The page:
Gordon Van Gilder, a 72 year-old retired schoolteacher, faces up to 10 years in prison for transporting an unloaded, antique pistol in his car. A felony conviction would also jeopardize his pension, which he earned over the course of 34 years.
Mr. Van Gilder is a collector of 18th century memorabilia. He recently acquired a 300 year-old flintlock pistol, unloaded it and wrapped it in a cloth. He was transporting it in his glovebox when he was pulled over for a minor traffic violation. When officers asked if there was anything in the car they should be worried about, Van Gilder notified them of the pistol. While he was not arrested at that time, patrol cars arrived at his home the following morning and placed him under arrest.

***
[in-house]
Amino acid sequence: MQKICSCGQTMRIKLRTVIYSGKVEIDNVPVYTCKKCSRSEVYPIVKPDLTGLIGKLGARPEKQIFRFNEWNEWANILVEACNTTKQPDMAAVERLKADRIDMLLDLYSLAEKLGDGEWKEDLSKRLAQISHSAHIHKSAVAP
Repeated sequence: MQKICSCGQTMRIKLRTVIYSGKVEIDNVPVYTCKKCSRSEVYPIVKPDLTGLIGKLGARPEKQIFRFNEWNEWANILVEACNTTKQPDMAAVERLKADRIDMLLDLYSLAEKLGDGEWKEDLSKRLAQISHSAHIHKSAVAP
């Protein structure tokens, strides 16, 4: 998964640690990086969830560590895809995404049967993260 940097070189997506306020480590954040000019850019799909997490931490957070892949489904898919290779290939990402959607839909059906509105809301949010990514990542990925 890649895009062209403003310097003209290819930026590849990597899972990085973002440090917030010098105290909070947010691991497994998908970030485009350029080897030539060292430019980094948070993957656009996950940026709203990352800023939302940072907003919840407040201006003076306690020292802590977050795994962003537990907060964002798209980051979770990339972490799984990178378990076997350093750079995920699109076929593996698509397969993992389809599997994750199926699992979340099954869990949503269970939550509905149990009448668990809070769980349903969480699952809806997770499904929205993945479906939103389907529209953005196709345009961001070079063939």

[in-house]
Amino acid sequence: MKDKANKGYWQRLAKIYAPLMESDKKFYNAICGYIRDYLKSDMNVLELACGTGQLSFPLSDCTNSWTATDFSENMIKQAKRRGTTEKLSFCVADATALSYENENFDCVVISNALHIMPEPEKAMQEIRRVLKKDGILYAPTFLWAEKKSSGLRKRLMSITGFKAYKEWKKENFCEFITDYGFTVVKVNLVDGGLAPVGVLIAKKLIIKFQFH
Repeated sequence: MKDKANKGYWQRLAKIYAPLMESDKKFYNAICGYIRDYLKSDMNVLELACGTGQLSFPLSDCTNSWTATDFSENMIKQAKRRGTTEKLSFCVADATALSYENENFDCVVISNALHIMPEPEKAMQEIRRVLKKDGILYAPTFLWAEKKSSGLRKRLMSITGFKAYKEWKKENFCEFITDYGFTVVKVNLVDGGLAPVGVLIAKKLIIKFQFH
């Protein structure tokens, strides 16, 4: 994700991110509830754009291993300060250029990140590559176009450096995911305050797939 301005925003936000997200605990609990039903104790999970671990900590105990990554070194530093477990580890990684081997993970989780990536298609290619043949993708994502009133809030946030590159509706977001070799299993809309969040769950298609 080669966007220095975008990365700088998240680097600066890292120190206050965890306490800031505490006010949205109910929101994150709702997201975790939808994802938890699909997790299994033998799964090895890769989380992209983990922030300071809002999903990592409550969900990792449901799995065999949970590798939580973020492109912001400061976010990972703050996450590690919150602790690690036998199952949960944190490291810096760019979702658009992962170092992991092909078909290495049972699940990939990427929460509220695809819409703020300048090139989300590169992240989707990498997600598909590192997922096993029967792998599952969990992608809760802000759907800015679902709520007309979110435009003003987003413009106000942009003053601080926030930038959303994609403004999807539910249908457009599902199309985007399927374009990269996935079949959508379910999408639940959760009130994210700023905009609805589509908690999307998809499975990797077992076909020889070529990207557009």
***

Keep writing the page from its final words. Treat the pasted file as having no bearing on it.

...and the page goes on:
This unfortunate situation is all too common in New Jersey, which has some of the strictest gun laws in the country. New Jersey classifies antique firearms the same as modern ones, so Van Gilder is subject to the same penalty as if he was transporting a semi-automatic handgun. There is some light at the end of the tunnel. There are situations in which courts will allow pretrial intervention for these kinds of minor firearm offenses, allowing defendants to avoid blemishes on their record if they successfully complete the program. Let’s just hope this is one of those situations.